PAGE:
The meeting – held at the FDA’s Center for Food Safety and Applied Nutrition HQ in Maryland – featured speakers from clean meat start-ups and several FDA officials, but no one from the USDA, an omission noted by several stakeholders who argued that it was by no means settled that the FDA should have primary jurisdiction over cell cultured meat.
Here are some quotes that caught our eye from stakeholders at the meeting:
Mike Selden, Finless Foods: We can deliver a safer, more predictable, manufacturing process for seafood
There’s a lot of talk about high tech companies in some industry sectors flouting regulations and throwing their products on the market, choosing to beg forgiveness, rather than ask permission. But we feel that this is the wrong approach.
We are not a scooter rental company, we can’t just throw our food on the market and assume that people will trust us. We need to first show people what we are working on and how safe it is in order to gain their trust using evidence, and get them to believe in what we are making in the way that we do as people that have intimate knowledge of the science.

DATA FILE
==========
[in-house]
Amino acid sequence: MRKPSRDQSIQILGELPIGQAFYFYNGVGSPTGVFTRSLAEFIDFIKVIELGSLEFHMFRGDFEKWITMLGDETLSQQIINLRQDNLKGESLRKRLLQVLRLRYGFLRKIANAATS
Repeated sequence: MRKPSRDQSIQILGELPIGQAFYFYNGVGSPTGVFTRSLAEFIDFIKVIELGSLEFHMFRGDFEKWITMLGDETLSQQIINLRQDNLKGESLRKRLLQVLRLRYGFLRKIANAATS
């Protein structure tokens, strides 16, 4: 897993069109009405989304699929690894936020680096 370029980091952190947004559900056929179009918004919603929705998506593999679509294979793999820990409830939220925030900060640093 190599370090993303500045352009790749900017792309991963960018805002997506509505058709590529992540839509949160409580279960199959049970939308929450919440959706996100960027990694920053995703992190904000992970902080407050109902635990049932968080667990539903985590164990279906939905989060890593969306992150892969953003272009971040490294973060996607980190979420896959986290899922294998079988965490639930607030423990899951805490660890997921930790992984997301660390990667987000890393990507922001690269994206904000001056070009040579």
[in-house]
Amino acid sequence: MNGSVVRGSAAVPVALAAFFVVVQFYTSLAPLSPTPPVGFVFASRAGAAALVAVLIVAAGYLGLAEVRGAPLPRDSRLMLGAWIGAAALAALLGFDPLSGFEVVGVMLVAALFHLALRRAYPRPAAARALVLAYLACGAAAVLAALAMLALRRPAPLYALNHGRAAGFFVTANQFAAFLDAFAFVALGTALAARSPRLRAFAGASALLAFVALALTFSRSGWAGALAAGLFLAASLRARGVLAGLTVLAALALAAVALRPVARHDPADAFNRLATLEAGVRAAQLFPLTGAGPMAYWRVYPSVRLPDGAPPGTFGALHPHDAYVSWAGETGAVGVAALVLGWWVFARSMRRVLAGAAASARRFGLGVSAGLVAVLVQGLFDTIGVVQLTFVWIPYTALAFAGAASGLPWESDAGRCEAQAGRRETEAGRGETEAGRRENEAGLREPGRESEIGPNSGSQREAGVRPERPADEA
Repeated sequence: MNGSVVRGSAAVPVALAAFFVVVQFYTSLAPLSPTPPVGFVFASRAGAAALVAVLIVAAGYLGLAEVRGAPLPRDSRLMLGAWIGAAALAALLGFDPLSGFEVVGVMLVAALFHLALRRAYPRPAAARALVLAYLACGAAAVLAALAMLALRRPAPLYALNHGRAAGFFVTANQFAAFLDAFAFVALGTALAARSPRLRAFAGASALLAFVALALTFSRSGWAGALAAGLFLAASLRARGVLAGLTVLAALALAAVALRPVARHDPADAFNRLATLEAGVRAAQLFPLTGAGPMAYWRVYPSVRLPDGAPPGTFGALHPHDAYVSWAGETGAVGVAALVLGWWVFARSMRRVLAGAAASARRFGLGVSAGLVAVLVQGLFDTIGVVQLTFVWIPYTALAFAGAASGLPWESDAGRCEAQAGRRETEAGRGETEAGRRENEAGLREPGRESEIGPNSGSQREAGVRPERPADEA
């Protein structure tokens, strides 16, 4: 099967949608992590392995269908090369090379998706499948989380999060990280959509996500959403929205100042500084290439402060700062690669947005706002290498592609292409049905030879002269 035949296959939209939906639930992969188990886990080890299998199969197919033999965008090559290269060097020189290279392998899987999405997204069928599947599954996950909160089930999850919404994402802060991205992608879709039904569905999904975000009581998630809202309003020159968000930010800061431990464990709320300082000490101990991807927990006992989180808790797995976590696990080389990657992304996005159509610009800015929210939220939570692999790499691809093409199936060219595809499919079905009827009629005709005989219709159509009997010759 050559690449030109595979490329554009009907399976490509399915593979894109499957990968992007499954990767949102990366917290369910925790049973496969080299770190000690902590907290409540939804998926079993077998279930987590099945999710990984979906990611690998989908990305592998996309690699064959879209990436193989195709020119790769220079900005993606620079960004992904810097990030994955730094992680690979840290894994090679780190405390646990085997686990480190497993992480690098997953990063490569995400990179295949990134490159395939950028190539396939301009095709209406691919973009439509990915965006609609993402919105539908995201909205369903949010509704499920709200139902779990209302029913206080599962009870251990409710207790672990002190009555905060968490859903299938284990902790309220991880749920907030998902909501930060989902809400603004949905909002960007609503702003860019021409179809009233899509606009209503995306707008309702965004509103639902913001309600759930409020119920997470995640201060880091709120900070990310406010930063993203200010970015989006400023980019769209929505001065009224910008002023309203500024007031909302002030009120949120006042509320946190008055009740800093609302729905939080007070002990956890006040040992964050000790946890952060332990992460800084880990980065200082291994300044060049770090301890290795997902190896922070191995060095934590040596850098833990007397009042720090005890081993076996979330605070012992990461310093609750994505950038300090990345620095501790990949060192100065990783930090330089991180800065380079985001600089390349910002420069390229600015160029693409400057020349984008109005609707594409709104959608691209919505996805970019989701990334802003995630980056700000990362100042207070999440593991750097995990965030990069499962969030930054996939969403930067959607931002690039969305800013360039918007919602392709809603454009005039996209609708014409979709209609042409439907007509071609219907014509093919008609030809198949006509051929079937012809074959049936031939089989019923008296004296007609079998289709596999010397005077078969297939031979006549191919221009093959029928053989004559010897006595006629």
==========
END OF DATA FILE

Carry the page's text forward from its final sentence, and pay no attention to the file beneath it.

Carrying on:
We believe cell-based manufacturing offers the potential of delivering a safer, more predictable, manufacturing process. We have no reason to believe any of our seafood will contain the mercury and plastic levels present in wild caught fish.
Lou Cooperhouse, BlueNalu: Existing HACCP-based systems are absolutely relevant to products manufactured via cell culture technology
It is my strong belief that the FDA has robust guidance documentation already in place, that supports the manufacture of seafood products - as well as meat and poultry products – that utilize cell culture technology. These existing food safety systems are based on guidelines of the Food Safety Modernization Act, and the principles of HACCP, and are accepted by government agencies, trade associations, and the food industry around the world.
These same HACCP guidelines utilized today, that have been utilized over the past few decades for food products derived from live animals… are absolutely relevant to products that will be manufactured via cell culture technology as well.